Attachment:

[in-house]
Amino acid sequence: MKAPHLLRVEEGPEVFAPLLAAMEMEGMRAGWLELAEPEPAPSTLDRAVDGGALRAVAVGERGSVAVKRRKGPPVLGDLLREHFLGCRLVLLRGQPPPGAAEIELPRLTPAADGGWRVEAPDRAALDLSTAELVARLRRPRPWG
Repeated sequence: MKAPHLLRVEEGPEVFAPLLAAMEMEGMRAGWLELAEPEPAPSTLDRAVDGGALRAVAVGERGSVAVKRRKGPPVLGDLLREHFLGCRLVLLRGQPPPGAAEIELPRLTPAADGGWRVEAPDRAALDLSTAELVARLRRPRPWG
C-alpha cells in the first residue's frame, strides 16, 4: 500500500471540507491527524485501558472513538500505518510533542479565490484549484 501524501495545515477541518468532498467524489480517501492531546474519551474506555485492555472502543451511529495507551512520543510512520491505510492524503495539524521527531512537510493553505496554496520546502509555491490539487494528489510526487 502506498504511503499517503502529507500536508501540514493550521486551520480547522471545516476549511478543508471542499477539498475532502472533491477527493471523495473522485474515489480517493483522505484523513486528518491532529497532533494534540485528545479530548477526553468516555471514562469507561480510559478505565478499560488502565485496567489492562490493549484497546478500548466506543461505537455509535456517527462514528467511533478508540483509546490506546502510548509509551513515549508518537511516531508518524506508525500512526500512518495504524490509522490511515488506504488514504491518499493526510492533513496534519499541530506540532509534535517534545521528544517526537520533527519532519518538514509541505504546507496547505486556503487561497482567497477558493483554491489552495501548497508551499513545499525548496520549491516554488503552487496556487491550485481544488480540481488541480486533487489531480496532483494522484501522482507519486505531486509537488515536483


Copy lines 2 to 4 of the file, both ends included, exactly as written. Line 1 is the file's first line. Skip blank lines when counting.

Amino acid sequence: MKAPHLLRVEEGPEVFAPLLAAMEMEGMRAGWLELAEPEPAPSTLDRAVDGGALRAVAVGERGSVAVKRRKGPPVLGDLLREHFLGCRLVLLRGQPPPGAAEIELPRLTPAADGGWRVEAPDRAALDLSTAELVARLRRPRPWG
Repeated sequence: MKAPHLLRVEEGPEVFAPLLAAMEMEGMRAGWLELAEPEPAPSTLDRAVDGGALRAVAVGERGSVAVKRRKGPPVLGDLLREHFLGCRLVLLRGQPPPGAAEIELPRLTPAADGGWRVEAPDRAALDLSTAELVARLRRPRPWG
C-alpha cells in the first residue's frame, strides 16, 4: 500500500471540507491527524485501558472513538500505518510533542479565490484549484 501524501495545515477541518468532498467524489480517501492531546474519551474506555485492555472502543451511529495507551512520543510512520491505510492524503495539524521527531512537510493553505496554496520546502509555491490539487494528489510526487 502506498504511503499517503502529507500536508501540514493550521486551520480547522471545516476549511478543508471542499477539498475532502472533491477527493471523495473522485474515489480517493483522505484523513486528518491532529497532533494534540485528545479530548477526553468516555471514562469507561480510559478505565478499560488502565485496567489492562490493549484497546478500548466506543461505537455509535456517527462514528467511533478508540483509546490506546502510548509509551513515549508518537511516531508518524506508525500512526500512518495504524490509522490511515488506504488514504491518499493526510492533513496534519499541530506540532509534535517534545521528544517526537520533527519532519518538514509541505504546507496547505486556503487561497482567497477558493483554491489552495501548497508551499513545499525548496520549491516554488503552487496556487491550485481544488480540481488541480486533487489531480496532483494522484501522482507519486505531486509537488515536483